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By Bonne Marie Burns

If you were to plant a spycam in a ceiling light at a KnitGroup NightOut, you would witness a curious phenomenon.

After the group rounded up their lattes and snacks, there would be a half-hour or so of rampant catching-up over projects and personals. Show 'n' tells would be popping up here and there along with the delicious oohs and aaahs we all love.

But one-by-one, the knitters will drift off into a more individual orbit. Here you would see them as they become absorbed in their knitting, steady and quiet as they sink into their work.

For a knitter, this is a wonderful moment -- one where your hands become an ancient loom and you make a fabric, stitch by stitch. One's eye/hand co-ordination is at maximum as your brain allows your body to smoothly repeat the same movements over and over in an easy and pleasing way. It is as rhythmic and soothing as a lullaby, sweet like a love song.

In fact, most knitters express that this meditative, low energy/low stress characteristic is what they love most about knitting.

But take heed: just like the cute things your boyfriend did when you first fell in love (the ones that eventually drive you crazy), the repetitive nature of the craft may be your undoing. One day, you might feel tingling in your finger tips or numbness along your wrist. Or you might feel pain and tenderness on the inside or outside of your elbow.

If you are also a computer professional, you might already have carpal tunnel syndrome and the sweater the pattern said you could finish in a weekend will leave you wincing by Monday morning.

Before you know it, your happy shiny moments with the needles have ground to a halt and are replaced by inflammation, pain and fatigue.

I am a knitter with rheumatoid arthritis. I have had this condition since I was a child and it has many symptoms, mine being mainly joint deterioration. Inflammatory cells release enzymes that digest bone and cartilage. An involved joint loses its shape and alignment, resulting in pain and loss of movement because pieces of the bone are cracked off in the joint. I have it in my big toes, jaw and knuckles. It is different than the arthritis associated with growing old. Females with RA outnumber males by a 3:1 margin.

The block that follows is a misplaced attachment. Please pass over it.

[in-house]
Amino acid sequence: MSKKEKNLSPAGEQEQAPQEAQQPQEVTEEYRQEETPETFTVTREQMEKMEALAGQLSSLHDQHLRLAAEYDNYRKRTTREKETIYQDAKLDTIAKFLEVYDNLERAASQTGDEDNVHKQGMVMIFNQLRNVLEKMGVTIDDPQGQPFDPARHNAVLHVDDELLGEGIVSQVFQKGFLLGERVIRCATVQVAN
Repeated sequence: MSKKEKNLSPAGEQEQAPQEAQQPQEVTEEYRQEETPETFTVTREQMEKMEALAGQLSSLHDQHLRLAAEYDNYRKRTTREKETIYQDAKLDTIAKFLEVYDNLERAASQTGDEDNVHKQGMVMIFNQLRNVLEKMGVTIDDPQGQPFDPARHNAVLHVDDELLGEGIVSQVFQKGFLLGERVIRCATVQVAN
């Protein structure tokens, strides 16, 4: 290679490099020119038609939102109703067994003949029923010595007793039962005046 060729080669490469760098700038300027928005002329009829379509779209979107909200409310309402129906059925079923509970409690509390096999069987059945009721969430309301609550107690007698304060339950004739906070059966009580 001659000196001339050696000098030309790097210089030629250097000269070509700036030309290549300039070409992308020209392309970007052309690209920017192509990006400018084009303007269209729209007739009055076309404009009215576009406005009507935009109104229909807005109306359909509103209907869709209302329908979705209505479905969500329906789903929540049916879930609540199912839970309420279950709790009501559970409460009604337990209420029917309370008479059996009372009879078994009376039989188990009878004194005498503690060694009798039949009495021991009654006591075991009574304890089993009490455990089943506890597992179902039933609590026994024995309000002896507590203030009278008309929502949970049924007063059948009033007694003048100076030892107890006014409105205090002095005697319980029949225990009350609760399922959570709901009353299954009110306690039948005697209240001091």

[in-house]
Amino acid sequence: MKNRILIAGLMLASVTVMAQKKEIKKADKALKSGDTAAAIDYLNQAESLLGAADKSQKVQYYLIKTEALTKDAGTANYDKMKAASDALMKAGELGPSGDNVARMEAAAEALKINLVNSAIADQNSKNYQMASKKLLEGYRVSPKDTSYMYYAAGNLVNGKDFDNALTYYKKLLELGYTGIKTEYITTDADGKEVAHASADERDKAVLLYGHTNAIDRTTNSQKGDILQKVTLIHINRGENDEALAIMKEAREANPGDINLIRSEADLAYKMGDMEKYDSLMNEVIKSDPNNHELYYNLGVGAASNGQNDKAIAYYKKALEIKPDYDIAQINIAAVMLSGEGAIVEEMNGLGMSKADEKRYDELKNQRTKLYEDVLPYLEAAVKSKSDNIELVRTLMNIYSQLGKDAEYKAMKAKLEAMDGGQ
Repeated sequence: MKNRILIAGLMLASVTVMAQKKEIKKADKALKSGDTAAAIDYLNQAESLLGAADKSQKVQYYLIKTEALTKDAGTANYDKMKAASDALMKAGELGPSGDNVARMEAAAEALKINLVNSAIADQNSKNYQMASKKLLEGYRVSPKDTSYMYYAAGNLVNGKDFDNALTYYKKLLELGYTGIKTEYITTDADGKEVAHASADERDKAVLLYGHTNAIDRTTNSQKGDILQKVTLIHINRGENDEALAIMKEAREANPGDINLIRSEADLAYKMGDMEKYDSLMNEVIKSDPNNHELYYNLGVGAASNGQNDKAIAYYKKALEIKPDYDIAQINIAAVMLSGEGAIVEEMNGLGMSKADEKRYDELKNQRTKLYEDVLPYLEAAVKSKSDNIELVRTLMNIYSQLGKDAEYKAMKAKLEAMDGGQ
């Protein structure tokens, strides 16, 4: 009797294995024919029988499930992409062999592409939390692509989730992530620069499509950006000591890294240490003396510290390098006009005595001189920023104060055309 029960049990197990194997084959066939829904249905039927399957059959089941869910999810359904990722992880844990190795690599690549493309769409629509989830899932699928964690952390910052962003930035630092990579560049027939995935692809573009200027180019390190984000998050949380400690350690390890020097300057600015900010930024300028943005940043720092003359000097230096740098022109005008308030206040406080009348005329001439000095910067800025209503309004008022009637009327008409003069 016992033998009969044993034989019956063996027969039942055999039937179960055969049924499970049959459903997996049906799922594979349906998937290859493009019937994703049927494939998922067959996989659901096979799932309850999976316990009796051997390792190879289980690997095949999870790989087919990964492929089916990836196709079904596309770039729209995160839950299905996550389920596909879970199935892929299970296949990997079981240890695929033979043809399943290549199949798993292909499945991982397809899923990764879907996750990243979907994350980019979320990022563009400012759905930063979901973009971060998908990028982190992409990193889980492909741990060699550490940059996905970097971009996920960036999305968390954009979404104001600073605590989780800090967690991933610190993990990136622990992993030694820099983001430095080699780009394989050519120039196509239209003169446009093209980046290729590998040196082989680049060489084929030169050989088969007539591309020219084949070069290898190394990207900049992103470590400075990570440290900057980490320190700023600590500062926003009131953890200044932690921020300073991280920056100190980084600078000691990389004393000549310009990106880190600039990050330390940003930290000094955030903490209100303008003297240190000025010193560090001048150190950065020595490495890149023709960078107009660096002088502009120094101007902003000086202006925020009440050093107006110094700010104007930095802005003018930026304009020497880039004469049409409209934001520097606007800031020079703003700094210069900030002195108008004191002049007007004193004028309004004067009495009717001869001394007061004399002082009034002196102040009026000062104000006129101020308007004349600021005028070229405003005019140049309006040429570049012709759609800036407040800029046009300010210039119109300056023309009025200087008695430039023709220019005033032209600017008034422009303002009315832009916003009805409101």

Fortunately, my condition is intermittent. Most of the time, it is in remission and I feel fine. I asked my doctor if eventually I would have to give up knitting because my knuckles were going to dissolve and was overjoyed to find out that although there are no guarantees (or cures), knitting is an excellent way to maintain and continue developing the flexibility in my joints. [Editor's note: I have early-stage carpal tunnel syndrome and osteoarthritis and my specialist told me the same thing. Knitting can help keep joints loose.]

SO what's the route to hand /limb health?

Top Ten Ways to Avoid Stressing Your Joints

  • Stop being a weekend warrior. Those marathon knitting sessions are bad not only for your hands, but hard on your love life. (Yes, we not only want you to be a healthy knitter, we want you to be a slyly smiling, happy knitter.)

  • Drink lots of water. REALLY. This is always GOOD for you.

  • Take lots of breaks. Get up and stretch. Do some sit-ups to strengthen your lower back! Do some push-ups to build your pecs (YEAH!) and firm your triceps.

  • Find the chair in your house that is both comfortable and gives you the best support and posture profile. POSTURE, posture, posture, please. Shoulder blades back, tummy in.

  • Knit with your arms parallel to your body from the shoulder to the elbow, and perpendicular to your torso. Keep a tight profile. Don't bend your wrists. This is my main offense: I crab my wrists at an angle when I drift off mentally and strangle the old carpal till it screams. Don't do that. Keep your wrists aligned with your forearms.

  • Hold your knitting needles at the same non-angled degree as your forearms. Don't tilt up or down because when you do, you are bending something that doesn't want to be bent, over and over, and it will pay you back plenty if you don't pay attention.

  • When you feel pain or numbness, STOP. I mean it; put it down! REST those babies and look forward to a better day. You may want to ask your doctor about over-the-counter anti-inflammatory medication like naproxen or ibuprofen.

  • If you feel repeated tingling and numbness, it's time for a trip to the doctor. NOW.
  • You'll like this one! Keep several projects going using different types and gauges of yarns, needles and patterns. Switch off between them to feed your limbs a balanced diet of movements. This way you will exercise different small muscle groups and strengthen your joint flexibility.

  • AND, drum roll, please, the #1 reliever of stressed out paddy-cakes: circular needles. Use them to knit back and forth or in the round. They take the weight and bulk off of your hands/wrists and let your lap do the heavy duty. You will look like you are leading a symphony as you create.

Note: None of us at Knitty are doctors. Please consult your doctor before making any changes that may affect your health. We know you know this, but we have to say it.


Bonne Marie Burns, founder of the hugely popular and highly entertaining, believes in never letting her beer budget get in the way of her chic champagne tastes!

Currently, she is obsessed with socks.


© 2003 Bonne Marie Burns